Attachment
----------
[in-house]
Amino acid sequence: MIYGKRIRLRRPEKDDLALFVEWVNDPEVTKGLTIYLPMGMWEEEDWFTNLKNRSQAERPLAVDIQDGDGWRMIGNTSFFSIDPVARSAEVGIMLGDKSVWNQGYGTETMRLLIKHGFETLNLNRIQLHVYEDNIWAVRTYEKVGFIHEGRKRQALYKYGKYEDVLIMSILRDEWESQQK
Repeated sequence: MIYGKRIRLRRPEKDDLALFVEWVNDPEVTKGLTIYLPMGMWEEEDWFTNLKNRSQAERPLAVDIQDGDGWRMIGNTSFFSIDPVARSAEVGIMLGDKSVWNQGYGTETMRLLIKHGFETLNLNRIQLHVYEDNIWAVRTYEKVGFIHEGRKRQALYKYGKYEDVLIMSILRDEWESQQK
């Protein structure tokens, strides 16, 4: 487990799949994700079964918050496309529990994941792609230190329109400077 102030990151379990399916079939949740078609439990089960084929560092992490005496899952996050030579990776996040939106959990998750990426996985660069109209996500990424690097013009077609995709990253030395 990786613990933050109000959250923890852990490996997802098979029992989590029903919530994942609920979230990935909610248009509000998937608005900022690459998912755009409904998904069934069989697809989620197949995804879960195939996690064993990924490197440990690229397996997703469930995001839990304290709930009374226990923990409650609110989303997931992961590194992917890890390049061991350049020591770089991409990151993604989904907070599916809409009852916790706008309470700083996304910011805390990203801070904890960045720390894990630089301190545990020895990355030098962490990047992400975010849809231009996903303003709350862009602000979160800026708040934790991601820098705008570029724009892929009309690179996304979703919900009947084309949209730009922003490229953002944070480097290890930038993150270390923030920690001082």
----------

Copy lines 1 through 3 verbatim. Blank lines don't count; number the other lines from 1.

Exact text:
[in-house]
Amino acid sequence: MIYGKRIRLRRPEKDDLALFVEWVNDPEVTKGLTIYLPMGMWEEEDWFTNLKNRSQAERPLAVDIQDGDGWRMIGNTSFFSIDPVARSAEVGIMLGDKSVWNQGYGTETMRLLIKHGFETLNLNRIQLHVYEDNIWAVRTYEKVGFIHEGRKRQALYKYGKYEDVLIMSILRDEWESQQK
Repeated sequence: MIYGKRIRLRRPEKDDLALFVEWVNDPEVTKGLTIYLPMGMWEEEDWFTNLKNRSQAERPLAVDIQDGDGWRMIGNTSFFSIDPVARSAEVGIMLGDKSVWNQGYGTETMRLLIKHGFETLNLNRIQLHVYEDNIWAVRTYEKVGFIHEGRKRQALYKYGKYEDVLIMSILRDEWESQQK